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Dinosaur Kale is not a figment of imagination – it is a leafy blue green vegetable that can often be mistaken for a bruised and beaten broccoli. Recent findings have made this particular “pro-fitness” veggie popular because of its sulfur rich phytonutrients. Brassica Oleracea, as taxonomists call Kale are vibrant in their appearance, taste and texture.
Interesting Facts About Kale
Kale got introduced to Europe around 600 B.C. or thereabouts when a group of Celtic travelers first picked up the green vegetable from regions in Asia Minor and brought it home. Later, during the Roman period, Kale suddenly rose in popularity as a vegetable of choice. Today, the more popular varieties of Kale include ornamental kale, dinosaur kale and curly kale. Interestingly, ornamental kale wasn’t even considered an edible option in the U.S. up until the 1980’s.
Different Ways In Which Kale Promotes Good Health
Kale might be the lesser known member of the cruciferous family of vegetables, but in terms of promoting better health, it is one of the best among the lot. Here is a look at of some of the most prominent kale health benefits:
Diet And Digestive Efficiency – Less calories and zero fat in kale mean that the fiber and other nutrients get a much bigger share. Dietary fibers are excellent when it comes to regularization of bowel movements, reduction in cholesterol intake and faster hunger satiation. Kale also contains Indol-3-carbinol in requisite quantities. The fascinating aspect about this phytonutrient is that it hinders the production of a specific cholesterol transportation component within the liver cells. As such, this biochemical action ‘selectively’ reduces the amount of bad cholesterol being produced in the liver.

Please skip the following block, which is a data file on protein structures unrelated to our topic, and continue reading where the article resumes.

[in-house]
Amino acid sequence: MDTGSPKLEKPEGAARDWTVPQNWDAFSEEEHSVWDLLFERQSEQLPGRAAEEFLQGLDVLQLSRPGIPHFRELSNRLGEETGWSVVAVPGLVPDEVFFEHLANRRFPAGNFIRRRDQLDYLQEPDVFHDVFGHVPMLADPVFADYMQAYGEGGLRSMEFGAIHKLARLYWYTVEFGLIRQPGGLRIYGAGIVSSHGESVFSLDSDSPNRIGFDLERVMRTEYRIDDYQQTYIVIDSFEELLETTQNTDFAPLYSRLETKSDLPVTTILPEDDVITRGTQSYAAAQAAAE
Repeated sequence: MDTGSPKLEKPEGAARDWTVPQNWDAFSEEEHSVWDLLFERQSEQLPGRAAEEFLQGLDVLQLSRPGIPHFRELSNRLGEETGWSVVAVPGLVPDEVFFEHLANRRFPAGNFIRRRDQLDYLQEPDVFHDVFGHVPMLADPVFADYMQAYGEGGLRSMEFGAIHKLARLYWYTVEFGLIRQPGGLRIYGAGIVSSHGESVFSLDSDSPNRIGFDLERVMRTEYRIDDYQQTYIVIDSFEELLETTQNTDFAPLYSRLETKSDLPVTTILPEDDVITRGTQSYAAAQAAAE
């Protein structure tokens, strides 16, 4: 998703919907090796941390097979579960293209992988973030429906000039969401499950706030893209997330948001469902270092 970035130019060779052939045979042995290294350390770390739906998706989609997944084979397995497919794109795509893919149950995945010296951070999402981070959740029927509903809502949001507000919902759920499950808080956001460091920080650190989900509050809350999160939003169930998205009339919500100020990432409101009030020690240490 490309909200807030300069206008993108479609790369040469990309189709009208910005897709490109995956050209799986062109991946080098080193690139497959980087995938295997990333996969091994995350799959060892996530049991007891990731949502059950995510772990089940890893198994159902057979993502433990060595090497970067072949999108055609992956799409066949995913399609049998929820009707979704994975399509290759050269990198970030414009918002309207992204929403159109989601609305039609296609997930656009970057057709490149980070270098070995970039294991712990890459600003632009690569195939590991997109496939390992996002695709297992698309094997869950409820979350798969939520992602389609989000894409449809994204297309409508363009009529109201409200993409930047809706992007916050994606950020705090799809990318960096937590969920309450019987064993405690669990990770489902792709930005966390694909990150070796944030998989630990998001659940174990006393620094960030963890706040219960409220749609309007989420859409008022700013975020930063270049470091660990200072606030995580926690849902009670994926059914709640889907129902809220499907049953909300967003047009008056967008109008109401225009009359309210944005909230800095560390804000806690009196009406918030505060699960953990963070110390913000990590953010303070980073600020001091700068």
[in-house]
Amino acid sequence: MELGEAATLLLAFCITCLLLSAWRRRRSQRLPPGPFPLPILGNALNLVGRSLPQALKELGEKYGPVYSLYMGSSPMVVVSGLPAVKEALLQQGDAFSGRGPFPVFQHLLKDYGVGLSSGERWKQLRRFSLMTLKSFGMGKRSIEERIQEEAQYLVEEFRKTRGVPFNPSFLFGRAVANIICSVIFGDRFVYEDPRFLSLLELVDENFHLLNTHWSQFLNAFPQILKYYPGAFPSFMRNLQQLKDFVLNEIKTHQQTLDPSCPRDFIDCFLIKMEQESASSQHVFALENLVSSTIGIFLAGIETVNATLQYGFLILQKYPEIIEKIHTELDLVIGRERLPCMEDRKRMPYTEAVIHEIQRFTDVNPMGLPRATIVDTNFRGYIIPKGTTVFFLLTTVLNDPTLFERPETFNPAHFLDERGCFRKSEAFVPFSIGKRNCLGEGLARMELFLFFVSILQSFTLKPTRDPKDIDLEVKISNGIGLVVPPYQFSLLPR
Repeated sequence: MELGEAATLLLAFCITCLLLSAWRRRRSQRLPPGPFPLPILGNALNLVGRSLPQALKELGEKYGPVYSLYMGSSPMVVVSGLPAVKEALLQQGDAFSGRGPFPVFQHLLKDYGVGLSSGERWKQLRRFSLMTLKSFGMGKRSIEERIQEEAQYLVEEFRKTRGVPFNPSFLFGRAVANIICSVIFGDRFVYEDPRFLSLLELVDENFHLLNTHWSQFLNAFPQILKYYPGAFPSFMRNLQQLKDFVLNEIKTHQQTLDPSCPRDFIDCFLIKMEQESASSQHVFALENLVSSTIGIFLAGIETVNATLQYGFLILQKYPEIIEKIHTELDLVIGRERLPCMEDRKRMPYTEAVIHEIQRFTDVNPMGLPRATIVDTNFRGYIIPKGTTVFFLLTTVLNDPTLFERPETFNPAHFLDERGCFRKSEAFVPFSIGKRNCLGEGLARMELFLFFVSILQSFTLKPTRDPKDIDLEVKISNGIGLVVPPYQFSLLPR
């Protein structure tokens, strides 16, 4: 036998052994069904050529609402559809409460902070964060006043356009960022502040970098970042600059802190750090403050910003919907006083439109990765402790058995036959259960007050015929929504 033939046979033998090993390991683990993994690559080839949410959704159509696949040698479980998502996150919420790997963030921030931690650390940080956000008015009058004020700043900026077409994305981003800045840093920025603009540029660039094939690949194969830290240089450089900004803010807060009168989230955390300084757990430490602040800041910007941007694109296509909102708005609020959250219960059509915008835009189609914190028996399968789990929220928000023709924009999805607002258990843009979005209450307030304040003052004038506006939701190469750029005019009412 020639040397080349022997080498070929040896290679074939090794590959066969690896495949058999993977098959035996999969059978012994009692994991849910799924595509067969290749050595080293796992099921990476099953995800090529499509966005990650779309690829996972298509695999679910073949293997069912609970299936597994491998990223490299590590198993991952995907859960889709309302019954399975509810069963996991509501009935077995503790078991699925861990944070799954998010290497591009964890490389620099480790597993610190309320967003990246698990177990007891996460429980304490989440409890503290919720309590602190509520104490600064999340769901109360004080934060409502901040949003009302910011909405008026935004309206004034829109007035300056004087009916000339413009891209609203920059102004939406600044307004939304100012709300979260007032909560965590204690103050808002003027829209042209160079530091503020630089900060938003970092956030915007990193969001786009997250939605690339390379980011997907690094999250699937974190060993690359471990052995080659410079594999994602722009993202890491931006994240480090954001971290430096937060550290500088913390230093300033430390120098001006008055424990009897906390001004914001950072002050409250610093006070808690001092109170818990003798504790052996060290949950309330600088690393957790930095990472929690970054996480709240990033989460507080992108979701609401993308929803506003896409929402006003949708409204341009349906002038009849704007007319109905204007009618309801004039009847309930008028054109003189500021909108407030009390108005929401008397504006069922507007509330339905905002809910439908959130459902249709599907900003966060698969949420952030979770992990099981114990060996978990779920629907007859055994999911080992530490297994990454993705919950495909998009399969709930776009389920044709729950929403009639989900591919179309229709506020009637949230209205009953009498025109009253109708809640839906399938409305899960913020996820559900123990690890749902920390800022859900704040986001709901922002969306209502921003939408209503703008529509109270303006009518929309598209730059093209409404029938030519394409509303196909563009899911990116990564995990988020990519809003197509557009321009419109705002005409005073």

Healthy Bones –In terms of calcium content, kale is alright, but where it really outshines the rest is in the amount of vitamin K that it has to offer. According to the vegetable’s nutrient chart provided by USDA, 130 grams of lightly cooked kale meets a whopping 1327% RDA with respect to vitamin K. The vitamin plays a pivotal role in promoting bone health given that it is required for synthesis of a bone-strengthening protein called ‘osteocalcin’ in the body.
|ornamental purple kale|
Healthy Skin – Kale is considered to be an excellent source of both vitamin A as well as vitamin C. The associative effect of both vitamins is seen in the enhanced freshness quotient of the skin. Vitamin A increases attractiveness in the skin as it affords a reddish-orange hue to it. Similarly, vitamin C protects against formation of wrinkles, blemishes and other factors given its anti-aging properties.
Improves Visual Acuity– As far as the eyes are concerned, here too the effects of vitamin-A cannot be ignored. The vitamin improves eyesight by maintaining the retina’s ability to see clearly in dim light conditions. In fact, just one medium cup (130 g) of cooked kale will more than compensate for the daily vitamin-A requirement of the body.
Cancer Protection – There is ample evidence and explanations to support cancer-preventing abilities of nutrients found in kale. Take for instance the glucosinolates found in the crustaceous vegetable. When these components enter the system through dietary means, they set up a protective network against cancer causing chemicals, thus proving efficient against cancers of the colon, GI tract, bladder, prostate, breasts, and ovaries.
Anti-Aging Benefits – With close to 45 different anti-oxidants identified, it only goes to show how much of a pro-health vegetable kale really is. Anti-oxidants basically ensure that free radicals don’t wander about within the body stealing the vitality from cells. Thus, general wear and tear is reduced and with it age-related degeneration in the body’s functioning.Tags: cabbage, health, health benefits, kale